The landscape of New York fighting has changed dramatically over the last thirty years. If you asked someone off the street in 1986 who the best fighter to come out of New York City was, the answer most surely would’ve been Mike Tyson. Now, as the rise of Mixed Martial Arts and the disciplines that compose it skyrocket into popularity like they’ve never been before, the answers vary. Old-school barbers and deli owners might still reference New York’s first love and rattle off boxers like Teddy Atlas, the great Sugar Ray Robinson, or the Cinderella Man, James Braddock. They were the ones that grew up in front of the radio, with their fathers and uncles crowded alongside them. Their grandfathers read A.J. Liebling’s work in The New Yorker and not chaptered off in anthologies like the sportswriting students of today.
The concept of fighting in New York City still portrays an image of Madison Square Garden in black and white, lights shining up the sky, and a crowd of men and women dressed in dinner clothes and top hats huddled together. This identity of hyper-masculinity–the sheer animalistic urge to fight and hurt another human, as though this person solely represented the conflicts in your life that you must defeat to quench your own desire for glory–is still what many imagine fighting to be. In the city of the center of the world, it’s amplified ten-fold as the name Gleason’s carries the history of fighters such Muhammad Ali, Roberto Duran, and Jake LaMotta on it’s back. Vicious, powerful, relentless men, whose biopics are acted out by the biggest names in Hollywood and quotes are repeated by the fighters of today.
As New York approaches its first anniversary of MMA’s legalization, a new generation of fighters are present and prepared to carry on the legacy of New York fighting. Just fifteen years ago, primarily boxing and fitness gyms were still heavily prominent in Manhattan and Brooklyn, catering to the businessman, the high school athlete, and the blue-collar worker. When other fighting sports were referenced, only a few names were known and they were clumped together indiscriminately without comprehending their legacy within their defined sport–Bruce Lee, Jean Claude Van Damme, even Lucia Rijker. Despite their talents in Jeet Kune Do, Karate, and Kickboxing respectively, they were simply known as action heroes and not so much as martial artists.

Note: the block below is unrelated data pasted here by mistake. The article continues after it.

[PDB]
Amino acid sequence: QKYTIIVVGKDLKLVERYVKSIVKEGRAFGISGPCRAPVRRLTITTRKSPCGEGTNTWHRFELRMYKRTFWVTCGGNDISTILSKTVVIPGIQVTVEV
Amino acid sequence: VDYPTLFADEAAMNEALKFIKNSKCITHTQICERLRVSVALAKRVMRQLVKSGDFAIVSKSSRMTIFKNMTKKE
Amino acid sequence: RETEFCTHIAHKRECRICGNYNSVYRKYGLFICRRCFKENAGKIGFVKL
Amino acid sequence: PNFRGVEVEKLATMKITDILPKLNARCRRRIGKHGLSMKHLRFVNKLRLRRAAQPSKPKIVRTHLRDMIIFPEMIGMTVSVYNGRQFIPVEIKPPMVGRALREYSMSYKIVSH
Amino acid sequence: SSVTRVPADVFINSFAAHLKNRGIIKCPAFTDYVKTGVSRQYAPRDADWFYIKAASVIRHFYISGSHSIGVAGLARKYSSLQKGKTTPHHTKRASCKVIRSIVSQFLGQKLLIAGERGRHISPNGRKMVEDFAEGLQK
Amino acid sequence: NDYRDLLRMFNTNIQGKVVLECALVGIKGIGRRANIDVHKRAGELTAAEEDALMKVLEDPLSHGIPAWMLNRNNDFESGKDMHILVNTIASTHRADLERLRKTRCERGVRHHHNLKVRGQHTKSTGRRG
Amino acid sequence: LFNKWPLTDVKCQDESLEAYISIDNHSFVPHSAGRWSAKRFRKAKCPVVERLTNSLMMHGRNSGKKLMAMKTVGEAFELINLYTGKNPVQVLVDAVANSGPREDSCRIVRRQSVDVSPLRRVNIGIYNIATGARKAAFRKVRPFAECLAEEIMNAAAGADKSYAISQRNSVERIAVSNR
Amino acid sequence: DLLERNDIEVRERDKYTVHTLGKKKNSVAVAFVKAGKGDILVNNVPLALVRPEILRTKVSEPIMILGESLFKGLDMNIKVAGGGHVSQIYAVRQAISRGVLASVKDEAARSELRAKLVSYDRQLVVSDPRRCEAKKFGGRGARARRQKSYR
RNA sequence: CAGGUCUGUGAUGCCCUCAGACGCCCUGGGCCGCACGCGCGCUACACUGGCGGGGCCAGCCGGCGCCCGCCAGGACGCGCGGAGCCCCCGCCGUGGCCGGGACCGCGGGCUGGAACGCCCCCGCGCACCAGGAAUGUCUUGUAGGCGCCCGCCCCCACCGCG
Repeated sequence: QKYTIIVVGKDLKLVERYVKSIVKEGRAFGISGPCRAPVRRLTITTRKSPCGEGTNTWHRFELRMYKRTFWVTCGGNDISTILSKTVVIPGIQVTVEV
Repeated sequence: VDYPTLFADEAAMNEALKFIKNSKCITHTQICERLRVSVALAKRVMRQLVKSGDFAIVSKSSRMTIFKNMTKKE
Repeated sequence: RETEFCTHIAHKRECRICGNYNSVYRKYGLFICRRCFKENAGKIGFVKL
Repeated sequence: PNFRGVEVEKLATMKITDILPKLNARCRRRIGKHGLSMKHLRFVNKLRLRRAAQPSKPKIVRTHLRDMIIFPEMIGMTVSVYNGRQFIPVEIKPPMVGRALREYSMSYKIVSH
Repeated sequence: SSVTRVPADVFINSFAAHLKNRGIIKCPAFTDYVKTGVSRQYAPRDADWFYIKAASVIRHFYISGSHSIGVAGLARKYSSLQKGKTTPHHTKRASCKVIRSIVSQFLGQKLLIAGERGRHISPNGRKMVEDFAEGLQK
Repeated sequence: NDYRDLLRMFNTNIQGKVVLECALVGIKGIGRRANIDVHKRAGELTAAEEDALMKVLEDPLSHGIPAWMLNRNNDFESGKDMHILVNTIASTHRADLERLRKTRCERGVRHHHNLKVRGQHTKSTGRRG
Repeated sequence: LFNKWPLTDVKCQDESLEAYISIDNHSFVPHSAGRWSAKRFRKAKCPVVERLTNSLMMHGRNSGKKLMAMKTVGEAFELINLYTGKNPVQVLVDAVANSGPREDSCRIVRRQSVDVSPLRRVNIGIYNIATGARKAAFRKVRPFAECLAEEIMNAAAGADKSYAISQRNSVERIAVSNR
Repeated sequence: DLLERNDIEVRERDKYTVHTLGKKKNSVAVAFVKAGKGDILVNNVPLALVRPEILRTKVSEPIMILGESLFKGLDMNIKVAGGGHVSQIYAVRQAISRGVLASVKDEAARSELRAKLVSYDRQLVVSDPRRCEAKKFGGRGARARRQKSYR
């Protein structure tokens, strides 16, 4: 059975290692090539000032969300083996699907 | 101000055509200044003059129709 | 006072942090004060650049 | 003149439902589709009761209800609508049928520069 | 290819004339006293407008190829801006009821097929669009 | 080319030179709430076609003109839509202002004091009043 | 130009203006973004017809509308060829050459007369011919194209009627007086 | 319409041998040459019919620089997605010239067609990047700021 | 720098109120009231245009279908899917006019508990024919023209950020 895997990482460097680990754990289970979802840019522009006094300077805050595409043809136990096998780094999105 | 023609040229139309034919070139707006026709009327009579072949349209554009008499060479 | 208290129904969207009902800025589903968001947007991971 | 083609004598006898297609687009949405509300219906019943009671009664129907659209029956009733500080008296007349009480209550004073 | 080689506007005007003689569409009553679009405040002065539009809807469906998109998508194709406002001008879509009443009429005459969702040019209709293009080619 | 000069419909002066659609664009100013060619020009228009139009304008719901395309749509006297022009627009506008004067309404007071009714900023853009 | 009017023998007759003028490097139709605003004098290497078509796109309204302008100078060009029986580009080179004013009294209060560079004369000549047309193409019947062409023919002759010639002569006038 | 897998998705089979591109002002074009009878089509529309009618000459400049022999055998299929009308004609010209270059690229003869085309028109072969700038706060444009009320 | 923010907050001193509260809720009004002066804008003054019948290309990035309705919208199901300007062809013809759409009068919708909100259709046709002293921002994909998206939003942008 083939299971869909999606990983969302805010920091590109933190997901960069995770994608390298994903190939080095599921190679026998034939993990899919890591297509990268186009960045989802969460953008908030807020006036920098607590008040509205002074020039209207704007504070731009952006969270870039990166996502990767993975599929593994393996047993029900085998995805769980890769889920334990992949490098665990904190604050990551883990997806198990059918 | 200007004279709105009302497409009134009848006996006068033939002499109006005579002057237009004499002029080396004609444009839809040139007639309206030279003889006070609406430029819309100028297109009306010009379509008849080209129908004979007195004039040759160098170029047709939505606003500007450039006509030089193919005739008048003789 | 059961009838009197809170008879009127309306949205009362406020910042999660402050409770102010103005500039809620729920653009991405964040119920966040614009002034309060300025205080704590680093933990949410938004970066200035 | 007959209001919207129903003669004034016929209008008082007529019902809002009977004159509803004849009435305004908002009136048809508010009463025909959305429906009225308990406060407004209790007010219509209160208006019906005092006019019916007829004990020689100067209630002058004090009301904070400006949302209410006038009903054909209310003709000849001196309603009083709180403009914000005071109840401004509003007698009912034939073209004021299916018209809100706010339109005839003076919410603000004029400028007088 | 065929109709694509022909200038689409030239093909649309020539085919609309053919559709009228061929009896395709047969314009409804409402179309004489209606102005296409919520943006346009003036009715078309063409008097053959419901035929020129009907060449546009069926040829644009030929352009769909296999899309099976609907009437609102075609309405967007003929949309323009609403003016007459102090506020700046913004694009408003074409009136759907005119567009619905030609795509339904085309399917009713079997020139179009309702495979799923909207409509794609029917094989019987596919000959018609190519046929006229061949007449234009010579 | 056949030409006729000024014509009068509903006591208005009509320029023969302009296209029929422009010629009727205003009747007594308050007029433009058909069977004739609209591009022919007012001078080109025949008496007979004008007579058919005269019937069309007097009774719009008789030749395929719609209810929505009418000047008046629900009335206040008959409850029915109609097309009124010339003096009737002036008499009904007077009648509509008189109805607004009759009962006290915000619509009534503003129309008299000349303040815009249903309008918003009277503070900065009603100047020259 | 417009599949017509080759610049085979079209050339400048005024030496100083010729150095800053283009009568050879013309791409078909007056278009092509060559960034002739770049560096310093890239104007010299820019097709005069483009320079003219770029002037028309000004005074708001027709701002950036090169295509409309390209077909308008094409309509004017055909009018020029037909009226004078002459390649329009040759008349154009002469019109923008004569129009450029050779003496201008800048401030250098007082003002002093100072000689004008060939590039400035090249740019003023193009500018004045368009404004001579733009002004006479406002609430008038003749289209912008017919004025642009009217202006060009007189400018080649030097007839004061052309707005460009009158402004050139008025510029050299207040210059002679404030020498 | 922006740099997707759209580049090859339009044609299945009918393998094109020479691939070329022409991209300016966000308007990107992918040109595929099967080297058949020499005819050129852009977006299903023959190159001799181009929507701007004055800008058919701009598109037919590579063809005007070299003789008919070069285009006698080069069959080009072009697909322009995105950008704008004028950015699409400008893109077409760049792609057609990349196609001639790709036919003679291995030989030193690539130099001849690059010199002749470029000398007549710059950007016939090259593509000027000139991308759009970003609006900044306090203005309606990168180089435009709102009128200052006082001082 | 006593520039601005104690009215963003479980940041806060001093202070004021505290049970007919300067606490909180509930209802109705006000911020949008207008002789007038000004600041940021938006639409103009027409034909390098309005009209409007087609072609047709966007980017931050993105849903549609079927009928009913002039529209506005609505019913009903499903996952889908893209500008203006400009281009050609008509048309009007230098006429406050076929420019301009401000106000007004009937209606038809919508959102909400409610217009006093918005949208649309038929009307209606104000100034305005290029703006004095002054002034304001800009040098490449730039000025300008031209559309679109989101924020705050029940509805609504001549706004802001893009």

Today, every few blocks is a Muay Thai or Brazilian JiuJitsu academy. Sometimes they are in the same place, also offering Krav Maga and Capoeira. If one is intrigued, they can learn Kali, which is Filipino stick-fighting, or the Chinese art of Tai Chi. The opportunities are nearly endless, and with that, the growth of New York fighters has increased dramatically. Every Friday or Saturday evening, a massive promotion such as the UFC, Bellator, or World Series of Fighting has a card, with local venues hosting the highly respected Ring of Combat or Cage Fury Fighting Championships nearby. Long gone are the days of watching boxing only a few times a year, via HBO or Showtime. Mixed Martial Arts has proven it has staying power, and the sports within it are of higher interest than ever.
With the saturation of the athletes within these arts, how is it possible to acknowledge every fighter that puts their heart into it? A fight camp, even by amatuer standards, is by no means an easy path. The fighters sacrifice everything–including taking less hours at work to fit in more training, long periods of times away from loved ones, and adhering to strict fixed diets that provide both the fuel for the grueling workouts and just enough calories so they can lose pounds to fit in their weight class. As various martial arts evolve and grow to highlight these elite-level athletes, new standouts are featured that boxing does not give much of a chance to: women. Just a few weeks ago, the incredible undefeated Heather “The Heat” Hardy was walked out at the Barclays Center to fight for an empty stadium–forced to put on a show before the doors were even opened, despite likely personally selling more tickets than any other fighter on the card. Heather Hardy’s name is nearly unanimous with women’s boxing, alongside the illustrious Alicia Ashley, Melissa St.Vil, and Alicia Napoleon. The world of boxing is lightyears behind the sphere of MMA, where women headline cards and dominate newsfeeds.